The weather’s getting warm, there’s a long weekend ahead, and you’re thinking now’s the right time to host outdoor parties or barbecues, or throw together a neighborhood block party. Here you’ll find a collection of substantial tips to help you make your warm weather backyard get-togethers memorable and keep things running smoothly.
Keeping outdoor parties cool & weather-proof
Outdoor parties are awesome, except when it’s sticky hot. The best ways to create a tolerably cool backyard involve providing shade trees, awnings, a pool, etc. If those options aren’t practical for you, here are a few quick and relatively cheap ways to keep your guests comfortable.
- Misting fans. You can get an inexpensive oscillating fan that stands outside, hooked up to your garden hose, and sprays a fine mist that cools off the area of a patio. (For a larger area, space several fans at intervals.)
- Or try a $16 misting system with no fan – just six nozzles on a line which you string across the area. They dispense mist to provide evaporative cooling. Requires a little more set up and may be less effective than the first option, but could actually be a better set up for dry hot areas, depending on the temps you have to deal with.
- And would we leave you without a DIY version? Air conditioning with a big bucket of ice water, a hose and a fan for your outdoor parties.
- Remember to plan around rain. It’s always a possibility. If you’ve got lots of overhangs for them to gather under, you’re fine. If not, be prepared to rent a canopy at the last minute or have a room inside the house ready for them to come in.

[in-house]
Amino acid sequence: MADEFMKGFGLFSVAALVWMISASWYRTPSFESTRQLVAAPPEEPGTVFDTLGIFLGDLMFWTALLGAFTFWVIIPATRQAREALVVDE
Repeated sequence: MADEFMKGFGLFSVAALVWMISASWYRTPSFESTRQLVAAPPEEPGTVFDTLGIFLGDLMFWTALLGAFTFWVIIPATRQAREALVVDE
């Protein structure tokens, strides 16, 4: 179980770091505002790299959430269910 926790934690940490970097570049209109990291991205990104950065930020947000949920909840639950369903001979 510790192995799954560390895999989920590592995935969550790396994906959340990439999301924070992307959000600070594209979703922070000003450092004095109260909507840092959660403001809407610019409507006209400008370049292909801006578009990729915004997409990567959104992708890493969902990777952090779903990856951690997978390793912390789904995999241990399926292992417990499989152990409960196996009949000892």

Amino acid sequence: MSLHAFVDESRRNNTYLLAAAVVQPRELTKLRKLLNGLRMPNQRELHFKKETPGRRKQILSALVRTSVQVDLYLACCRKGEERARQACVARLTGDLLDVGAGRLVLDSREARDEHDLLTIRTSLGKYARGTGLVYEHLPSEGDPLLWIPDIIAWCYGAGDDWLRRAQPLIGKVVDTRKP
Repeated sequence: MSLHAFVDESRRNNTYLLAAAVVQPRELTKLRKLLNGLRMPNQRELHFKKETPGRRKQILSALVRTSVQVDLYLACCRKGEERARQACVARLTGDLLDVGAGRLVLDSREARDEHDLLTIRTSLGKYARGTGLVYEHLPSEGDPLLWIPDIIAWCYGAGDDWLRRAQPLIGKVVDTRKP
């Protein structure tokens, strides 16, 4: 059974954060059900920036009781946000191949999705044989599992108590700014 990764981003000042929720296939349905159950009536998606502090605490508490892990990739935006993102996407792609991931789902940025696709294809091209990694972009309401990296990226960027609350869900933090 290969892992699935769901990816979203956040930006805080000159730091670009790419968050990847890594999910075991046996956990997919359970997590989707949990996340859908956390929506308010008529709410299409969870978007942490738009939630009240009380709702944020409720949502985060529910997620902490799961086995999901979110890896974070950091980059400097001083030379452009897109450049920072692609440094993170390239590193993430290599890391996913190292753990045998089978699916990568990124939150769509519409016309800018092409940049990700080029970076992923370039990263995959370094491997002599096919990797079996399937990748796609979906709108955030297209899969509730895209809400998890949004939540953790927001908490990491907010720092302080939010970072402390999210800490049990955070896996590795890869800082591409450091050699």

- Remember wind. Make sure your tables, umbrellas and decor items are all firmly held down. You don’t want stuff blowing around if you should happen to get stiff breezes on the day of your party.
Food, decor and guest comfort
- Get some mosquito control to keep the party as pest-free as possible. If you don’t have time to set up some of the more elaborate but effective methods, at least keep a selection of DEET-based and natural topical repellants on hand for guests who forgot to wear their own.
- If you’re barbecuing, check out our page of barbecue tips.
- Rope lights are perfect for cheap, effective, beautiful outdoor lighting. Get some online or at a local drugstore (check the seasonal section) or party supply store. They come in lots of colors, don’t use much electricity and can be positioned almost anywhere. Line walkways to help avoid stumbles, string them around table edges or along the top of a canopy. If you can position them so they reflect off a pool (if you have one) that can increase the overall light and look very cool.
- Patio umbrellas can cost as little as $20 each if you shop around. This is great for small get togethers.
- Clamp-on chair umbrellas are even cheaper.
- You can also rent canopies. Consider springing for one with mosquito netting to help repel bugs, if you get them in your region.
- Build your own outdoor canopy. That links gives you very simple instructions, but if you have trees it might be even easier to string something together.